Might it be too much to start with the word “love”… too cliché to begin with the words of Dr. Martin Luther King Jr.? Well, I will still offer the paradigm below.
In a speech to my alma mater, Bowdoin College, in May of 1964, Martin Luther King Jr. lamented that, in the English language, there is only one word for “love,” while in Greek there are three. We know amicable love, fileo—one of reciprocal friendship that endures in the most difficult of times. The second is most familiar in name—that of eros, romantic partnership with an individual with whom we wish to build a life and/or family. The third, agape, is less describable, less tangible of an exchange as it transcends aesthetic, interpersonal, or romantic love, and, instead, equates to a love with our world—the ways in which we are in relationship with our surroundings and the people around us.
We all innately understand what this means—what this feels like—even though we may not carry the proper language to describe such existence in “love.” It is the love that fills us just by being in the world, while open and vulnerable to the information our surroundings offer us. This is found in every exchange on the corner, block, neighborhood, city… however close you wish to zoom in or out. And to be clear, it is a fulfillment that is not prescribed solely by joy, but also with discomfort. It is a love which allows for all the complexity of life to fill us with a realization of wonder—that which we thought we once knew is unfixed and, therefore, always changing.
To apply this third love to institutional behavior may seem like a lofty, if not foolish, task. But, let me propose an attempt with the following framing question: What would it look and feel like for an institution to be in community rather than purporting to serve community?
Assembly Program, workshop & performance, Whitney Museum, New York, NY, 6/22/18. Photo by Andrew Kist. Courtesy of Whitney Museum.
To do so would mean to see the cultural institution as only part of a larger ecosystem, rather than the progenitor of all things brilliant and worthy—outside of a settler mentality in other words. An ecosystem flourishes only when each part of the whole sees itself as a component of a working mechanism and, therefore, each other as necessary. This approach would maintain that the institution is only upheld while in partnership to achieve something greater than all the community’s parts. It requires that an institution approach a relationship with openness. That which you know may not be the only way to perceive things and that which you do not know, you cannot know, and, therefore, must be open to receiving.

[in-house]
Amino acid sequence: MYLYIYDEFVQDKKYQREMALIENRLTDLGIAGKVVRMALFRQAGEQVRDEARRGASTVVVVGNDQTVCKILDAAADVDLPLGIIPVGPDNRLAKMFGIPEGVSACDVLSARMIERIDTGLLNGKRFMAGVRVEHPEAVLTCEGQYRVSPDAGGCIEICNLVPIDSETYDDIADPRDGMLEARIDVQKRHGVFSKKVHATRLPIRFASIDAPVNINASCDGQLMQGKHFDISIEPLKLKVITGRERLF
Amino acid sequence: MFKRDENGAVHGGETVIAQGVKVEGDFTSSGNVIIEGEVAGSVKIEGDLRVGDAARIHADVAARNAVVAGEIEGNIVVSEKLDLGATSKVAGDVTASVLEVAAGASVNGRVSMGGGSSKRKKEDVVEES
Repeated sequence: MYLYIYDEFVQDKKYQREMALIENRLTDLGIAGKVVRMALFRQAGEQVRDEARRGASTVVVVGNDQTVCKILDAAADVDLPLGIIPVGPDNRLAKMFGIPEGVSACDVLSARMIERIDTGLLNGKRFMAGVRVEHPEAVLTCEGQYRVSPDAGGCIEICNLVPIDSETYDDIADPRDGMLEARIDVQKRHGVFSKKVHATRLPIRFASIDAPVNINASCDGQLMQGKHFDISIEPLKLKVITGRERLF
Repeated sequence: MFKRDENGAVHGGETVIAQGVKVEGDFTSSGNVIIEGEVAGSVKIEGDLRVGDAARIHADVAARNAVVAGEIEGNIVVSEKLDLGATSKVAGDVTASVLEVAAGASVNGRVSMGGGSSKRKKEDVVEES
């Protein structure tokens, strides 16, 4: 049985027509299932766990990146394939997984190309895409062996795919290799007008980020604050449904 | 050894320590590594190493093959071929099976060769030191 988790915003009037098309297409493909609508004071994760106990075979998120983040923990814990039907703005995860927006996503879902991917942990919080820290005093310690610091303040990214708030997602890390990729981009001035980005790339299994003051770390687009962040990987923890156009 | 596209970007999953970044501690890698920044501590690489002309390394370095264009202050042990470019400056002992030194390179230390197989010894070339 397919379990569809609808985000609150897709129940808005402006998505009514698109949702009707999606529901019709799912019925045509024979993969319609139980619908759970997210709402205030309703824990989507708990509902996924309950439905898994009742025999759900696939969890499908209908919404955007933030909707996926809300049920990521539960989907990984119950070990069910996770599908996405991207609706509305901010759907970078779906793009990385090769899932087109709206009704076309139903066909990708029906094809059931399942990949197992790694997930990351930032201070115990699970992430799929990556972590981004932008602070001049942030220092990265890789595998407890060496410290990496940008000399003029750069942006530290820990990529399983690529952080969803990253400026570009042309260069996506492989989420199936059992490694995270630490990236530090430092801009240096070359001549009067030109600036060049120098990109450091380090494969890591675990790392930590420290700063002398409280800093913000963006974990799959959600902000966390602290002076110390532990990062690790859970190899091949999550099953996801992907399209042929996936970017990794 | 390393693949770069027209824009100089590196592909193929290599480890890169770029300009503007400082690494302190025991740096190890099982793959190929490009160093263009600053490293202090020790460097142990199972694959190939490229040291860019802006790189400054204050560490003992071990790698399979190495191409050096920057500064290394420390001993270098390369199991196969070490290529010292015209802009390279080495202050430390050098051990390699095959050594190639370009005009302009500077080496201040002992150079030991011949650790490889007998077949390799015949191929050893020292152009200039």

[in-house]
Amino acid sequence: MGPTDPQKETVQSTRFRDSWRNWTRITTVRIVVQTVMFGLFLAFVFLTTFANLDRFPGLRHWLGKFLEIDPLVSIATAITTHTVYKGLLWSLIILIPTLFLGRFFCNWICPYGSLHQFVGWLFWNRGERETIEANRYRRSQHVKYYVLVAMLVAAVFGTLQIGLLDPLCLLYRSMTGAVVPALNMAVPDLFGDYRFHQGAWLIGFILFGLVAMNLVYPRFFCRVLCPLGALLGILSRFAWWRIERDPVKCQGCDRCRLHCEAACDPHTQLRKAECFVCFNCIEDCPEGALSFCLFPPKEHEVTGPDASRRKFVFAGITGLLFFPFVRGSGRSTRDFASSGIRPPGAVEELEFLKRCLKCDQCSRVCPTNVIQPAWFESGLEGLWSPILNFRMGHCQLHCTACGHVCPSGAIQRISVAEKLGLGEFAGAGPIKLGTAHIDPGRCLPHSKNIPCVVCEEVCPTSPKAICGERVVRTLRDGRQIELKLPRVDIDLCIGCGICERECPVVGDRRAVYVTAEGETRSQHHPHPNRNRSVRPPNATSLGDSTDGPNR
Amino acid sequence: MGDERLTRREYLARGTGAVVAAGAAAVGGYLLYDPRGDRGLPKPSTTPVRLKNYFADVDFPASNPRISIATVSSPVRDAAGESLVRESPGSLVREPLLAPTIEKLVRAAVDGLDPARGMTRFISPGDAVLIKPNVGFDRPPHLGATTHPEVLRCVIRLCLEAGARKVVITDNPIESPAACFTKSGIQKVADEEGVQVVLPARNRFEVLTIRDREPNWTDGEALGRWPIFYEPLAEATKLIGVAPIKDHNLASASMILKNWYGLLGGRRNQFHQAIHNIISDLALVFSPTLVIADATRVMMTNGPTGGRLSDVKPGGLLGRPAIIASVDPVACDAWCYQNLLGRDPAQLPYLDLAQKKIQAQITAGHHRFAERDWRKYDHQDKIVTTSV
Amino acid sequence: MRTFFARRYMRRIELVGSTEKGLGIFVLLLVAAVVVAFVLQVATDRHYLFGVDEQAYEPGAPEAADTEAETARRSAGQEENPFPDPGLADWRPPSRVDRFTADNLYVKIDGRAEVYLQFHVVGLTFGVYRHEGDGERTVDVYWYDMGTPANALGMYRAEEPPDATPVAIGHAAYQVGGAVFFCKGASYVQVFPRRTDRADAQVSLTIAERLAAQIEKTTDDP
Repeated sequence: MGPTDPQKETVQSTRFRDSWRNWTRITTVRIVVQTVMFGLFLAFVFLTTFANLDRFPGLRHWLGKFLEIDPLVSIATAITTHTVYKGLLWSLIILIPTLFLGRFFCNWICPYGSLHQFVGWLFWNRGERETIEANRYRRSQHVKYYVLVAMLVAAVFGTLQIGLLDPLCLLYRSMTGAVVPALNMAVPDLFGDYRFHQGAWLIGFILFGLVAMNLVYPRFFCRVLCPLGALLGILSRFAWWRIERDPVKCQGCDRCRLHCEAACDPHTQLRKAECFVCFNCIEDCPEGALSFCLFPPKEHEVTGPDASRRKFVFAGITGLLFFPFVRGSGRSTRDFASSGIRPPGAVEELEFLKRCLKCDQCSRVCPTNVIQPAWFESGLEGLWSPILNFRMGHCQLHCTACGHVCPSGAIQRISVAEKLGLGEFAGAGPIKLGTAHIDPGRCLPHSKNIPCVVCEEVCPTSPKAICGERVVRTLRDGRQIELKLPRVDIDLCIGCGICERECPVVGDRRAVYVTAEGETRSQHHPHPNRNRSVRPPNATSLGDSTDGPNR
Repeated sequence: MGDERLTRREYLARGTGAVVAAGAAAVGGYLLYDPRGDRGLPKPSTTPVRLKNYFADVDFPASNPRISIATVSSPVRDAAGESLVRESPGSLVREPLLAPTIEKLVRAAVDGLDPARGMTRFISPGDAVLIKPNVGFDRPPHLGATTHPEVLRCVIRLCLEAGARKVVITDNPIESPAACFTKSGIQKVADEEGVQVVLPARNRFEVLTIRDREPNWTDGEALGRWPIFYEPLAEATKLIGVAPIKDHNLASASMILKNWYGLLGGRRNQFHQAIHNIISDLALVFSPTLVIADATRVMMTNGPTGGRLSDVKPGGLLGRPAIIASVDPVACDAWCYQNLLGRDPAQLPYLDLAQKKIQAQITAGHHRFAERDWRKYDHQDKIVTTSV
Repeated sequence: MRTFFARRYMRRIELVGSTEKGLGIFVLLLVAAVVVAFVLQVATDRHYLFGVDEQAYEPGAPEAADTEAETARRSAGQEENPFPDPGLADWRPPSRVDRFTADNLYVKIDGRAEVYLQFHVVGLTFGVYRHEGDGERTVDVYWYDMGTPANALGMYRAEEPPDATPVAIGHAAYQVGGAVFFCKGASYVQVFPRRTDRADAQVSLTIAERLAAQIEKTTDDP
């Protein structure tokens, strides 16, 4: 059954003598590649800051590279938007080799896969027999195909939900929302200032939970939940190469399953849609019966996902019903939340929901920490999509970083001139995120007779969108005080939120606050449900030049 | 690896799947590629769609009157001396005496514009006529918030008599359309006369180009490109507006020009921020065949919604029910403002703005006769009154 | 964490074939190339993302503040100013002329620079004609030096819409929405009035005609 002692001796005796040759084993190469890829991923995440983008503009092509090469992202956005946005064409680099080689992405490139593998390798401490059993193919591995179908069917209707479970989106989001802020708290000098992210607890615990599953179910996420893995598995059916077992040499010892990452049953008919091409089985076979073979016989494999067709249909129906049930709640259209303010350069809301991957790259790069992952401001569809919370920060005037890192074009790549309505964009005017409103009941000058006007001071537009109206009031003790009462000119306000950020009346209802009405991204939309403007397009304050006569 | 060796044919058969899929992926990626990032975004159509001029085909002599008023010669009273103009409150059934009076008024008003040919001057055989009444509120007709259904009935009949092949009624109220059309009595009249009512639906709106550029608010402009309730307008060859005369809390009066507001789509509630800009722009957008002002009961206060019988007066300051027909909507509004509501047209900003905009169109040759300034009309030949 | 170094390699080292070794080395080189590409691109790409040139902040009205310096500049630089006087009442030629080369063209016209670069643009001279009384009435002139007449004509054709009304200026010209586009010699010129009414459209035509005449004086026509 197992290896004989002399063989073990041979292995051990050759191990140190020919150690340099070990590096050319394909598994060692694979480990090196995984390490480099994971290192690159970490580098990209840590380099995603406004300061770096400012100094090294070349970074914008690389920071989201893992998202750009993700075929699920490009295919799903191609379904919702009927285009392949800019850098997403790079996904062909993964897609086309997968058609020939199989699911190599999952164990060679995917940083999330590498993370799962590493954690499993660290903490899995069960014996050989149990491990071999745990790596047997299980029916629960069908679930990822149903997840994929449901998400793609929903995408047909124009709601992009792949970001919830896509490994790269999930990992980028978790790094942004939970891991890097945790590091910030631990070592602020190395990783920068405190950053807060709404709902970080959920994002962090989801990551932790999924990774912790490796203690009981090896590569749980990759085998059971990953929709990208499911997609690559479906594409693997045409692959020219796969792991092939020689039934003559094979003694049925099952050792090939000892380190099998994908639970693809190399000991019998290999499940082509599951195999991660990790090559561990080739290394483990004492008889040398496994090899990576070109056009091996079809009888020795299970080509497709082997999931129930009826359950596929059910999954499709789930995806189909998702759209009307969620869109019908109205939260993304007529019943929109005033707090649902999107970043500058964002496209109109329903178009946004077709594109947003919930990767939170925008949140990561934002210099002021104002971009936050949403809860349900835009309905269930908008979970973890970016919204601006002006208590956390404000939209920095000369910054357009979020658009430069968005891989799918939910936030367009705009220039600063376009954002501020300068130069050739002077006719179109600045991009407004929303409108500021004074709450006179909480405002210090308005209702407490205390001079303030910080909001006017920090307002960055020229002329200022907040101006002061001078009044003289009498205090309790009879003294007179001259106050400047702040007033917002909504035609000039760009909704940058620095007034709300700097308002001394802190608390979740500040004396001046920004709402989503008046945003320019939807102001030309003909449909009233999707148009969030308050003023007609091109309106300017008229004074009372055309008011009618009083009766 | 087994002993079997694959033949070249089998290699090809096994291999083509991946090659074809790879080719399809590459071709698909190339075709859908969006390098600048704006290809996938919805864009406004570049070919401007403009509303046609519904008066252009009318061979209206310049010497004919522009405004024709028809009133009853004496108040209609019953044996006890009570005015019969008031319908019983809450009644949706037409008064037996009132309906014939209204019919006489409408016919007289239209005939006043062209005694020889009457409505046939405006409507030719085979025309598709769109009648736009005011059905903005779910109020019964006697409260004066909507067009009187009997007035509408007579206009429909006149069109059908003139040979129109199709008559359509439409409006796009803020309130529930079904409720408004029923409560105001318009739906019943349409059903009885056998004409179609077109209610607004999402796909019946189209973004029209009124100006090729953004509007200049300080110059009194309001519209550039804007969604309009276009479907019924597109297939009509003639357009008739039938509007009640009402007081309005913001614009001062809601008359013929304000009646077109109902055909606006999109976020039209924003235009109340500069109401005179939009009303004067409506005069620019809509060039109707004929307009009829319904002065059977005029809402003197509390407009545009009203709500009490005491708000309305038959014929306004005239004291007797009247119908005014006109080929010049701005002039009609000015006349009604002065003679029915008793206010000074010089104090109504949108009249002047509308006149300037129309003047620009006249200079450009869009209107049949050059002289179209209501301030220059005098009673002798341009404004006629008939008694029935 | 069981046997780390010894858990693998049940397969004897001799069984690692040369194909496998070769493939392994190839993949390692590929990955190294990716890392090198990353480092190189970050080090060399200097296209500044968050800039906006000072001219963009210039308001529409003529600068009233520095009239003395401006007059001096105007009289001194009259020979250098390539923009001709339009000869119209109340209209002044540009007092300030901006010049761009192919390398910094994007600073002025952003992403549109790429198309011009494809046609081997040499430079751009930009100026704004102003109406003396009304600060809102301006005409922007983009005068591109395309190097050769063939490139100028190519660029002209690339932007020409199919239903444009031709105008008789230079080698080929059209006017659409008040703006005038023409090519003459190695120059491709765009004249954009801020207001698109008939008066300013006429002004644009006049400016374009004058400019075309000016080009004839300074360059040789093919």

Yes, let’s be more precise. If we investigate this concept through what a museum would codify as public programming or community engagement, we get closer to the manner in which the institution performs its hierarchy—its imposition of knowledge and perfectionism. So often, the rhythm, scope, texture, and output of a program is predetermined by prescribed modalities and detrimental notions of success; both ultimately driven by budget. The result is a failure of relationship building, where the values of the exchange remain transactional, or worse, extractive. The parts of the whole are not met as collaborators—agents of their own participation. As collaborators, these parts would, instead, collectively determine the flow and output of the exchange, allowing for evolving outcomes.